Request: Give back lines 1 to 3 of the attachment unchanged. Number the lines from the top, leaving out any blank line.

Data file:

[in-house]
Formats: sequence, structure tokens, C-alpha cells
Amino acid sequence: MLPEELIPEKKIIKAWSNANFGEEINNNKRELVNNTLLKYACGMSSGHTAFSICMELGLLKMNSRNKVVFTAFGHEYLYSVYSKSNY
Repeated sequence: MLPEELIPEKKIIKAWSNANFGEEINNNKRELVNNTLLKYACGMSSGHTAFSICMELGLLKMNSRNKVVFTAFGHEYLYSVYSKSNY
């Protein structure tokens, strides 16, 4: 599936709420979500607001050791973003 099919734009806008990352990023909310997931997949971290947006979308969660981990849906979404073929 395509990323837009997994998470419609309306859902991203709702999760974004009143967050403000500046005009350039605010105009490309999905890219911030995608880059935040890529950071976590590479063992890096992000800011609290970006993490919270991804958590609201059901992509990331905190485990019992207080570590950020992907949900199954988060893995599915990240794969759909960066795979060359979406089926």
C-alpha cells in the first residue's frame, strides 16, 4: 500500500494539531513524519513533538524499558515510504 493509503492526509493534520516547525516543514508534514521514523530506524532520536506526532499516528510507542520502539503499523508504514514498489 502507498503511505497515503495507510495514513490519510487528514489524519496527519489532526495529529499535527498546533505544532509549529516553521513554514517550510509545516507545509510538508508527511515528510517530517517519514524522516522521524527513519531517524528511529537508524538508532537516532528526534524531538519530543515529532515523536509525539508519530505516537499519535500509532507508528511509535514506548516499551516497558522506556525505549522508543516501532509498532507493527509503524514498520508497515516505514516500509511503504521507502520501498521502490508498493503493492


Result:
[in-house]
Formats: sequence, structure tokens, C-alpha cells
Amino acid sequence: MLPEELIPEKKIIKAWSNANFGEEINNNKRELVNNTLLKYACGMSSGHTAFSICMELGLLKMNSRNKVVFTAFGHEYLYSVYSKSNY